Monday, 14 November 2011

The role of memory

I can't remember what started my interest in this but . . .

. . . research into the science of memory has some interesting implications for the way the world seems to us.  It might also have implications about the claims that the New Testament is a true account of the life of Jesus, since by anyone's estimation it wasn't written down for decades after the events are claimed to have happened.

You might wonder what could possibly be the link.  Neuroscience is clearly a complex topic and experimental results are no doubt inconsistent at times, but I have been reading about some interesting research that has been going on for a couple of decades.

In experiments that I am too squeamish to describe, it has been discovered that a drug called 'muscimol' can actually inhibit the formation of memories. Muscimol is apparently a gamma-aminobutyric acid (GAMA) agonist - in other words it interferes with neural activity.  If the drug is administered to certain areas of the brain before an 'event', it can prevent rats from learning to be frightened of a musical tone.  On the other hand, administering the same drug after the learning event has no effect on the memory formation at all.

Although a long way from anything that is relevant to humans this finding is interesting in itself.  But it has an even more interesting aspect.

If the same drug is administered when a memory is recalled it actually seems to wipe the memory.  The implications of these findings could be very interesting, since they support other theories about memory.  It seems that memories are not stored and recalled in the same was as a computer retrieves files, immutable and permanent.  Instead, every time you remember something, your brain interprets it in the light of everything that has happened to you in the meantime, modifies the memory accordingly and then saves it again for the next time. 

There is also a lot of evidence that the memories that you consider to be the strongest are in fact the most unreliable.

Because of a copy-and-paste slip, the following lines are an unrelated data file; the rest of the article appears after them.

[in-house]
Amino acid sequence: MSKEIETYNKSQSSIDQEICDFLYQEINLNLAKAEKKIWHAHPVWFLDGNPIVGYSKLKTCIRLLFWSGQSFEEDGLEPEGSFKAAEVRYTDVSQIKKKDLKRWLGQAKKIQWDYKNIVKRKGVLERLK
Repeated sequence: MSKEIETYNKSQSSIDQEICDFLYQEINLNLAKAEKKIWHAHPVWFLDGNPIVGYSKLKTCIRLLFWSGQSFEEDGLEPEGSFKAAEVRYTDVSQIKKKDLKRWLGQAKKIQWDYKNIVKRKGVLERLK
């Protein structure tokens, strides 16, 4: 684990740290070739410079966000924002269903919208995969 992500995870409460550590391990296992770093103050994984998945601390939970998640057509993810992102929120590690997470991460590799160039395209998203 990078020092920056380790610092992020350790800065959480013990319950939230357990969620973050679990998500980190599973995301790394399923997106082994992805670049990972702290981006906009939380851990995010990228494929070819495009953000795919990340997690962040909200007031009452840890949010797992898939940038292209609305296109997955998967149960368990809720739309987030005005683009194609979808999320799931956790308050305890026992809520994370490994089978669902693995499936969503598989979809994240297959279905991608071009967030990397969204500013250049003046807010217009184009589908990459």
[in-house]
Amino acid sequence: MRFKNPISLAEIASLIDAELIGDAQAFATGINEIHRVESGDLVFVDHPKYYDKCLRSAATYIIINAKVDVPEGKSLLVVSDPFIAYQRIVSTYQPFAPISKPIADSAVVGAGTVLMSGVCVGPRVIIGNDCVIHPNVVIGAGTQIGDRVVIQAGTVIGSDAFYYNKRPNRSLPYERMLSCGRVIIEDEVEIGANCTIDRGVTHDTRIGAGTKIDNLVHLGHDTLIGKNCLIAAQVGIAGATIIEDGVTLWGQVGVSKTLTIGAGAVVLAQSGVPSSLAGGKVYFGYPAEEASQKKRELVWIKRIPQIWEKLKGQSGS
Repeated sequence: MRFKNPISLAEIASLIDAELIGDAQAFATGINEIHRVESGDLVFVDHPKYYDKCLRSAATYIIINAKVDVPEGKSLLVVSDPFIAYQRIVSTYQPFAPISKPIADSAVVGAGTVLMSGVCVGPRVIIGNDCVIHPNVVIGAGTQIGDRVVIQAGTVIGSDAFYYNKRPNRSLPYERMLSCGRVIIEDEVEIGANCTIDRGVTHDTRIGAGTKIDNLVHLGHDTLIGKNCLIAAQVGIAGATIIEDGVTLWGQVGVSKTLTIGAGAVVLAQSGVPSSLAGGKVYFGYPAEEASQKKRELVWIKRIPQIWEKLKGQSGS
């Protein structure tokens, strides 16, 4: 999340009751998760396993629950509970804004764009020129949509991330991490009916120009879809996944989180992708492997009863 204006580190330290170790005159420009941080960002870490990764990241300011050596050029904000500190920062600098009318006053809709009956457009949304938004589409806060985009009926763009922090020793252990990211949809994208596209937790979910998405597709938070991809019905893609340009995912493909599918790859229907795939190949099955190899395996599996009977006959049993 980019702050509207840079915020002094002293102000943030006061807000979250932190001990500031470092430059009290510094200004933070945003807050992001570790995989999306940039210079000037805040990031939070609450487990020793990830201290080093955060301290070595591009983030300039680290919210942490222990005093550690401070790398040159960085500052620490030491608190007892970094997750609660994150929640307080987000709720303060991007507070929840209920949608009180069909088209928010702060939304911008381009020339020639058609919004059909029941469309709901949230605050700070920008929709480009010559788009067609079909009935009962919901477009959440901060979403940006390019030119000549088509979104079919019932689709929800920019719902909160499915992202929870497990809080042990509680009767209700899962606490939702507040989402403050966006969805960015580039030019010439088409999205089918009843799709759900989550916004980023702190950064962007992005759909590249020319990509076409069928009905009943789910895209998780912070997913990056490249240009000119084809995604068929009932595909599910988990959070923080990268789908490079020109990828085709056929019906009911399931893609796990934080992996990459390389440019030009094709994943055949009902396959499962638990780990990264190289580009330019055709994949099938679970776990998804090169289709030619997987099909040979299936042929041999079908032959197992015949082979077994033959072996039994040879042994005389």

Do you recognise this in your own experience?  I think I do.  When I tell the story of an event the first time I'm certain that it is less interesting than when I tell it for the fifth time.  Its not that I am making up the story or deliberately embellishing it.  But as time goes on, responding to the questions that people ask me about the story I know that I see different aspects and different perspectives.  I report the order of events slightly more interestingly in order to make it clearer to listeners.

Now anyone who reads this blog regularly will have spotted where I am heading to with this line of reasoning! 

I am increasingly skeptical about the historical truth of the accounts of the life of Jesus and it is obvious that there was a long period of time for people to 'improve' the story before it was finally committed to paper.  Some will claim that the oral tradition was stronger in days before people were literate, but that argument really doesn't fit with the evidence does it?  Even the four gospels that were chosen for inclusion in the New Testament are highly inconsistent, and the other deprecated gospels obviously make the differences even more obvious.

I think this neatly describes how the story of Jesus was innocently modified over the first few decades.  It doesn't need any of the deliberate machinations that are suggested by other commentators. More about those in the next post.

3 comments:

Pruthvi said...

This is shown very well in the episode fishsticks of southpark. Do watch it. super funny and awesome
http://www.southparkstudios.com/full-episodes/s13e05-fishsticks

Derby Sceptic said...

I believe this effect is often seen when testing recall of witnesses after they have seen an accident or a crime being committed.

A number of trials have demonstrated how unreliable memory can be in these instances and how it can be modified when the subject discusses what they have seen with others.

RosaRubicondior said...

I think there is a great deal in this. I know I have had very certain memories of a place or a film, only to find it's not actually what I remember.

I think I can remember a few events concerning my maternal grandfather who died in 1949 when I was three. I even 'remember' him looking into my pram.

I used to remember my first day at school 60 years ago. It's now just a vague memory but I can still 'see' myself going through the school gate with my two older sisters and standing in the playground.

But am I just remembering remembering these things? I really don't know. I have certainly recalled and re-stored these memories very many times.

One last thought on this. If we had perfect recall how could we tell the past from the present? How would we know we were (re)modelling an event in our minds rather than experiencing it for the first time? Maybe imperfect memory is beneficial.